Issue: In the last 10 years, over 280 million vehicles have been recalled – more than the 270 million vehicles currently on the road. With recall completion rates in the 70-75% level that leaves over 70 million vehicles on the road with open recalls.
Washington D.C. — 70 million vehicles on the road with open recalls poses a significant highway safety danger. “While these open recalls present a clear hazard to the occupants of these vehicles, they are also a hazard to the rest of the driving public,” said Jack Gillis, CFA’s Executive Director and author of The Car Book. The high number of open recalls means that a significant number of owners are “turning-in” used cars with an open recall or those vehicles may be recalled by the manufacturer while waiting to be resold. Some car dealerships are violating state laws that prohibit them from selling unsafe vehicles, particularly when they are subject to a safety recall. The result: a significant number of used vehicles are likely to be sold with open recalls. While the subsequent owner can have any recall addressed at no charge for 15 years from when the recall was issued, they may not know about the recalls or fail to check their particular vehicle. They may also experience lengthy delays in being able to obtain repairs, due to severe shortages of repair parts, or the manufacturer’s failure to provide a remedy.
The automobile recall program is one of the government’s most important auto safety functions, but to be truly effective, recall completion rates must be dramatically increased. “It’s simply not enough to announce a recall, the car companies, car dealers, and government must do everything possible to remedy those recalls,” said Gillis. “Under federal law, car dealers can’t sell new cars with open recalls, and under state laws, car dealers are not allowed to sell recalled used cars either. But those laws are not being adequately enforced. With today’s communication technology, social media, and information databases, there is no excuse not to significantly increase compliance with safety recalls,” added Gillis. The entire auto industry, all levels of government, and individual consumers each have an important role to play in ensuring that safety recalls are performed. The huge rental car industry must acknowledge and respect the importance of recalls, so too should the rest of the automotive use and retail industry.
Needed Actions to Protect the American Public from Recalled Vehicles:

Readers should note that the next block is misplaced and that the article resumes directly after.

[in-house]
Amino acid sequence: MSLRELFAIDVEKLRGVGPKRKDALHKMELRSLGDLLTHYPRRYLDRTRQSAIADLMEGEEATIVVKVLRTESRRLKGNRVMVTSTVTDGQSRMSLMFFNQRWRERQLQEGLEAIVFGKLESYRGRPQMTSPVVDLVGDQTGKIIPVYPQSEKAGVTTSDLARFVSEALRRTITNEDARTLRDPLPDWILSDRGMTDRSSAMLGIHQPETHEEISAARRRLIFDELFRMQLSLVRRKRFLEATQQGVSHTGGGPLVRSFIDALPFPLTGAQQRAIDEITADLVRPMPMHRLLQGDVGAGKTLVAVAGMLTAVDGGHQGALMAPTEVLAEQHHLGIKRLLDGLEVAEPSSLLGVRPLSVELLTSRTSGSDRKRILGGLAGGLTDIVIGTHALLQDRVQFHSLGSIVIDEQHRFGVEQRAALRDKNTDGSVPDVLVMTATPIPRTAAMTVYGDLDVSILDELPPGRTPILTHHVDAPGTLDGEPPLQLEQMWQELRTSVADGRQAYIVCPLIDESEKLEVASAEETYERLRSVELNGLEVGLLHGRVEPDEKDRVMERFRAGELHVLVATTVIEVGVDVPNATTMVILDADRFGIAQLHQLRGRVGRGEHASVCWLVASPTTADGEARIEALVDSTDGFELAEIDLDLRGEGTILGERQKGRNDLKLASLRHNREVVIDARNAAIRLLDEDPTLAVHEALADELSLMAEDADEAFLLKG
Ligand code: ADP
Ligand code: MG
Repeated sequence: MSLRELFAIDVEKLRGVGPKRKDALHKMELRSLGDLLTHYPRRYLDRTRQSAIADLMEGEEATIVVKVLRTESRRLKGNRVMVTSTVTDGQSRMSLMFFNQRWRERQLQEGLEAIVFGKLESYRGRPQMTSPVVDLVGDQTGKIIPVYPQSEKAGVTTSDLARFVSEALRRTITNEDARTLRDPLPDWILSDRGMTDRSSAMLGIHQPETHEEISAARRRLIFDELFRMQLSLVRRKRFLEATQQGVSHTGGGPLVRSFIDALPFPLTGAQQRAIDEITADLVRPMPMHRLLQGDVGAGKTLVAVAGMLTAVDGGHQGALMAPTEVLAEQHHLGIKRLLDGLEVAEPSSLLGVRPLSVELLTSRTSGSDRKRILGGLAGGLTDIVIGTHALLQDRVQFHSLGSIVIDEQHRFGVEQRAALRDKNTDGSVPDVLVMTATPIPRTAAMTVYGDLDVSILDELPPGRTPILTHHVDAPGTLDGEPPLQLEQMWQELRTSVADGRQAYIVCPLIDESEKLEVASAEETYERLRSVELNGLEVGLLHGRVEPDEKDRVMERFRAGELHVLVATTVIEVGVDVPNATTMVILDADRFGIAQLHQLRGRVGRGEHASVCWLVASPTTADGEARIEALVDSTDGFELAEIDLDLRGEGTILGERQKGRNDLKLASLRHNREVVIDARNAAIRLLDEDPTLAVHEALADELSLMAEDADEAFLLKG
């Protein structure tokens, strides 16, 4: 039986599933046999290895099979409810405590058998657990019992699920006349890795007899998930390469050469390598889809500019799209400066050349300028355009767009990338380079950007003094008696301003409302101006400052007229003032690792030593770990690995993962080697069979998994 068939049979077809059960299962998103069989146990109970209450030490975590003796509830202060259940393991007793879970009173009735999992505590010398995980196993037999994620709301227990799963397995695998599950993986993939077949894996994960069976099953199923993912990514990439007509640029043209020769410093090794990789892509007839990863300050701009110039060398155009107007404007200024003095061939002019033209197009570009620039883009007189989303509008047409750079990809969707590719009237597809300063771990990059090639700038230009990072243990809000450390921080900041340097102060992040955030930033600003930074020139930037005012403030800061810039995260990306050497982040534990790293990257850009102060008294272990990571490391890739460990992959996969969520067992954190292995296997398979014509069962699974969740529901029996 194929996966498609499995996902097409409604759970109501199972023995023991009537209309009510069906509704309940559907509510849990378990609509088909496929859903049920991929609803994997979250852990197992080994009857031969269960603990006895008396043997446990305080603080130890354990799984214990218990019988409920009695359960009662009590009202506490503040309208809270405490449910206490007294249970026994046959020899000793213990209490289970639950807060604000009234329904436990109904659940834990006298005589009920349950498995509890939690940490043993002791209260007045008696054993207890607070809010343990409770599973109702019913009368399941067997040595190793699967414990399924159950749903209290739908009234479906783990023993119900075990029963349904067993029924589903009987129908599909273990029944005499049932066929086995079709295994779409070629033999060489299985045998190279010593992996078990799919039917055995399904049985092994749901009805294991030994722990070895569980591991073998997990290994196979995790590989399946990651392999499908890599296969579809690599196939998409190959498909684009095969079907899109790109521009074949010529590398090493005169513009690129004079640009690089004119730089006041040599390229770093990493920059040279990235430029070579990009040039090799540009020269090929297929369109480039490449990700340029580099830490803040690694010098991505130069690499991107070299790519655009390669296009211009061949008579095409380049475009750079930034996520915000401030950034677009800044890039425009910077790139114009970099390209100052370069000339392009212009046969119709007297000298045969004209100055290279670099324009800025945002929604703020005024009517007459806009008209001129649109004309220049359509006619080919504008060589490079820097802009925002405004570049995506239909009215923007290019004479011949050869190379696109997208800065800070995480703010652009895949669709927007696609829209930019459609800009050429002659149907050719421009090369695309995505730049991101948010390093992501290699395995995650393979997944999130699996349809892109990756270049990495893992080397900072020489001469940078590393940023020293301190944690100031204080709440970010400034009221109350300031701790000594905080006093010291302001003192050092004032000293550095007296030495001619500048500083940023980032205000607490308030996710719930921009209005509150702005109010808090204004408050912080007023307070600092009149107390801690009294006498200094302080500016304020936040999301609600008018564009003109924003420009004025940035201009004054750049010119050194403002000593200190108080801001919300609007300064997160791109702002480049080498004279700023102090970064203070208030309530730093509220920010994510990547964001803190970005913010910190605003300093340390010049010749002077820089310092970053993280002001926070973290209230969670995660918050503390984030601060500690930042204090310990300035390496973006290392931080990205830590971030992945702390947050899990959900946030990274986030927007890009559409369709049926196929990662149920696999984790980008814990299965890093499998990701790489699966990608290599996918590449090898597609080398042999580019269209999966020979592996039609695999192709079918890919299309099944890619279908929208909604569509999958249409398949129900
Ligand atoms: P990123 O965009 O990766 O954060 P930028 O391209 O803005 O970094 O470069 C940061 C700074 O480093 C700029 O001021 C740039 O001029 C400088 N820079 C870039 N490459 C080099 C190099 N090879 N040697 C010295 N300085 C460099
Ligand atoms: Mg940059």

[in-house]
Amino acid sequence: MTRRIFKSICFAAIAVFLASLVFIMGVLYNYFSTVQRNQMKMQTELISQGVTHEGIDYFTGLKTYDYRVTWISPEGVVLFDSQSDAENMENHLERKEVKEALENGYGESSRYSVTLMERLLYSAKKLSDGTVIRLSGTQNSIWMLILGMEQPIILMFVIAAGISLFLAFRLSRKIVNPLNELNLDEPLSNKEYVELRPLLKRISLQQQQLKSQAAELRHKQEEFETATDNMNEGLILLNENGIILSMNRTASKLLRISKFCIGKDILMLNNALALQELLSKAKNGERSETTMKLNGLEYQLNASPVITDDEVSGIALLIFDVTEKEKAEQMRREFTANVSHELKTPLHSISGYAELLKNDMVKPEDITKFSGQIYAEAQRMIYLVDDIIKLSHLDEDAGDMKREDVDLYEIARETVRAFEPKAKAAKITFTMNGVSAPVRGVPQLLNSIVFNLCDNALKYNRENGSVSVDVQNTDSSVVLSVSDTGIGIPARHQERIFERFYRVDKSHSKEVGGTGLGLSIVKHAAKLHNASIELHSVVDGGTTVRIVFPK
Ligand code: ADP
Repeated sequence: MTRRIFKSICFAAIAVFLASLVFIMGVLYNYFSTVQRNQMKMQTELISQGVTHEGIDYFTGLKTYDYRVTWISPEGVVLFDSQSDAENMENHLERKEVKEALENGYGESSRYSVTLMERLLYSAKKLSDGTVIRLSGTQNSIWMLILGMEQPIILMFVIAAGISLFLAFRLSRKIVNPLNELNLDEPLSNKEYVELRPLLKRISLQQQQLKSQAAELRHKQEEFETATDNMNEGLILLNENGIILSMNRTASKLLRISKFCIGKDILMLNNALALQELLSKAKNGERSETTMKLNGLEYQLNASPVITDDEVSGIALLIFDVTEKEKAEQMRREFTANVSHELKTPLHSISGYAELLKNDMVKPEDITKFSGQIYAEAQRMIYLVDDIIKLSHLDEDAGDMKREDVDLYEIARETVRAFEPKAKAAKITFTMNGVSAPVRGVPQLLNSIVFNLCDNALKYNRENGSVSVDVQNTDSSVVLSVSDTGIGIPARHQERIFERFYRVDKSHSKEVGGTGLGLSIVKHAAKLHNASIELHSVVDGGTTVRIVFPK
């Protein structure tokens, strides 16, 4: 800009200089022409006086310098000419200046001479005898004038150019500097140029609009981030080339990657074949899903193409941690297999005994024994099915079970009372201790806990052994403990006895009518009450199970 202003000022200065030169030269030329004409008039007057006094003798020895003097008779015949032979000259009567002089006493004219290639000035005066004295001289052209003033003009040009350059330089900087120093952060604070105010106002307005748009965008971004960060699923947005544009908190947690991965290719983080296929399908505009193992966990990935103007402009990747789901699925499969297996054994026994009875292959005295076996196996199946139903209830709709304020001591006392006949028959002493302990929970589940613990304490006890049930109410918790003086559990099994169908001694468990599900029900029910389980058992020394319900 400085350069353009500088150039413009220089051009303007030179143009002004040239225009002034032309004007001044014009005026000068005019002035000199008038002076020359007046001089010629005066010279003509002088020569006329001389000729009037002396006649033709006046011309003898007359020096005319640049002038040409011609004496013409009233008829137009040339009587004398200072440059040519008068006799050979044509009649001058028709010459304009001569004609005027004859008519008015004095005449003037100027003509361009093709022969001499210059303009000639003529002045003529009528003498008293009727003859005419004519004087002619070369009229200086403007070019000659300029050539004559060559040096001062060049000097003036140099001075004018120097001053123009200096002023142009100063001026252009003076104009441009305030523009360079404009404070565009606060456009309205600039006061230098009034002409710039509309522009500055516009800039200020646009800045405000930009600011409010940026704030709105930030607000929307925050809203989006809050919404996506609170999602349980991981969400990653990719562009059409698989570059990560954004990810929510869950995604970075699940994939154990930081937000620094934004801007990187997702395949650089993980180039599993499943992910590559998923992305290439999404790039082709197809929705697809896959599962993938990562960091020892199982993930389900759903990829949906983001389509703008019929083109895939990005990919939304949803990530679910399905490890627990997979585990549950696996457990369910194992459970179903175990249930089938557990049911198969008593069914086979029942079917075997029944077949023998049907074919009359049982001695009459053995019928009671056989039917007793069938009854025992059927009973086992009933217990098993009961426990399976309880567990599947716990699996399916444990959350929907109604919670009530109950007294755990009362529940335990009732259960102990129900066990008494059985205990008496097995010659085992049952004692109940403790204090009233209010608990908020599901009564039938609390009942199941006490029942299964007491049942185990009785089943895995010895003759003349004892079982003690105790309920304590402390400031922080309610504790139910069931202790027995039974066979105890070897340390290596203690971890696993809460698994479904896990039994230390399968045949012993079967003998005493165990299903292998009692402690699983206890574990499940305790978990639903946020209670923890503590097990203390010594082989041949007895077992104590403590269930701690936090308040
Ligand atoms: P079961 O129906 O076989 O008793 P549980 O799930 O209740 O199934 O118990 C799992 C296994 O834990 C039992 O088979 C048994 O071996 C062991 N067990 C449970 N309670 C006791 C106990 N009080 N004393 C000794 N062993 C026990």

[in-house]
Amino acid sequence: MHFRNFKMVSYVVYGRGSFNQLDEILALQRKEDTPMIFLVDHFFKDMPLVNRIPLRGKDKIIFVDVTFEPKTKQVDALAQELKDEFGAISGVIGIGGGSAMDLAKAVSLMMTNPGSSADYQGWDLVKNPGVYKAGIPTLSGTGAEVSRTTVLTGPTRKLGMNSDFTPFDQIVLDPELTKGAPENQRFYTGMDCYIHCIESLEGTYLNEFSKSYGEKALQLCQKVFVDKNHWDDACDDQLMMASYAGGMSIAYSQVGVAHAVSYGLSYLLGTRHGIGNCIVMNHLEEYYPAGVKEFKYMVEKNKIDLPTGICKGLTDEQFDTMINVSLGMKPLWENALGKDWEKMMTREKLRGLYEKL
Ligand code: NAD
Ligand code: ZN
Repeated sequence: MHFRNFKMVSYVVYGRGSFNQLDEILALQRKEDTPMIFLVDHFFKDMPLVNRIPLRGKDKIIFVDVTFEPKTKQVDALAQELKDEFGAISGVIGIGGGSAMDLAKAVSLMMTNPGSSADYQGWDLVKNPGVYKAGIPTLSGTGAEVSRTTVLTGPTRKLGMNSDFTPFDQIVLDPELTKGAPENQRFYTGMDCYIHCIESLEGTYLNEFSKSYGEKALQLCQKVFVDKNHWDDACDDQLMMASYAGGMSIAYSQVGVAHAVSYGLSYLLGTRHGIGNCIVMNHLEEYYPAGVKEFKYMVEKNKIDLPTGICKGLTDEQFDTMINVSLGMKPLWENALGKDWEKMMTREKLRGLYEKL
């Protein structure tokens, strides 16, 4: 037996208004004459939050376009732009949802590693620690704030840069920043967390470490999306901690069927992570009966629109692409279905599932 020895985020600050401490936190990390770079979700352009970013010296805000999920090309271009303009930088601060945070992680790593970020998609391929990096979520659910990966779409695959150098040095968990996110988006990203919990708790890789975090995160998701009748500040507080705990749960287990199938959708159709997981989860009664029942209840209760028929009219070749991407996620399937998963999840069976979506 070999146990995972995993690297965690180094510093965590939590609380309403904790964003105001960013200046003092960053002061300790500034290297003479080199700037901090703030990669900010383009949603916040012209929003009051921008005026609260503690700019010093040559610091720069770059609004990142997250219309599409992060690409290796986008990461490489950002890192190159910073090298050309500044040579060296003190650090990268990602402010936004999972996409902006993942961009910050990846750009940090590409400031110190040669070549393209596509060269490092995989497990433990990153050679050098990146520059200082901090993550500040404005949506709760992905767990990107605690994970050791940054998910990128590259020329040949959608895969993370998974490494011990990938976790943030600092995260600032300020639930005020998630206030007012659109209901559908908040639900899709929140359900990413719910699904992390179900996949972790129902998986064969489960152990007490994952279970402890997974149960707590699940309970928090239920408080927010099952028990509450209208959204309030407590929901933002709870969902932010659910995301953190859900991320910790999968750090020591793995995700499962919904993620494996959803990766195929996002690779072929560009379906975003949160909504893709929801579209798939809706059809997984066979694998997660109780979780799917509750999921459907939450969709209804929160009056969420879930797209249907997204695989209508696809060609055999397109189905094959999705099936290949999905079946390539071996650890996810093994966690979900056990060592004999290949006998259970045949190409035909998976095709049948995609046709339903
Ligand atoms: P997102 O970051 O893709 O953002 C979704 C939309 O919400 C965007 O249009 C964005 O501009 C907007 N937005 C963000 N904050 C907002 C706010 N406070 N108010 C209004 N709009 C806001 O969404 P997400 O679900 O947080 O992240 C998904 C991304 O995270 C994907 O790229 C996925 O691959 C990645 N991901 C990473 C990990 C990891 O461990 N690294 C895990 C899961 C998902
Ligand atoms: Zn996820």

- State attorneys general should enforce existing state laws that prohibit car dealers from knowingly, negligently, or deceptively selling unrepaired recalled used cars.
- In addition, Congress and the President should enact federal legislation, enforceable by NHTSA, to prohibit car dealers from selling recalled used cars.
- Require fleet operators to remedy open recalls upon notice and prior to returning vehicles to service.
- Recalled taxis and ride service vehicles must be remedied upon notice and prior to returning vehicles to service.
- Auto auction companies must remedy recalls during their refurbishing process and prior to the transfer of the vehicle.
- Require car companies to send out notices (by e- and postal mail) every two months until the recall is resolved or vehicle has been removed from service.
- Require DMVs and state inspection programs to include VIN-specific recall notices on registration renewals and inspections to alert the owners that their vehicles have unrepaired recalls.
- The government (NHTSA) must initiate an effective public education campaign to get vehicle owners to sign up for recall notifications.
- New and used car dealers must register owners for recall notices on safercar.gov as part of the selling paperwork. Insurance companies should provide a recall report before providing insurance.
- Manufacturers must provide loaner cars for owners of recalled vehicles when there are significant delays in obtaining recall repair parts.
“Corporate America and the government have developed massive database and information systems for advertising, marketing and tracking purposes, it’s time to put those same systems in place for remedying recalls,” concluded Gillis.
Contact: Jack Gillis, 202-939-1018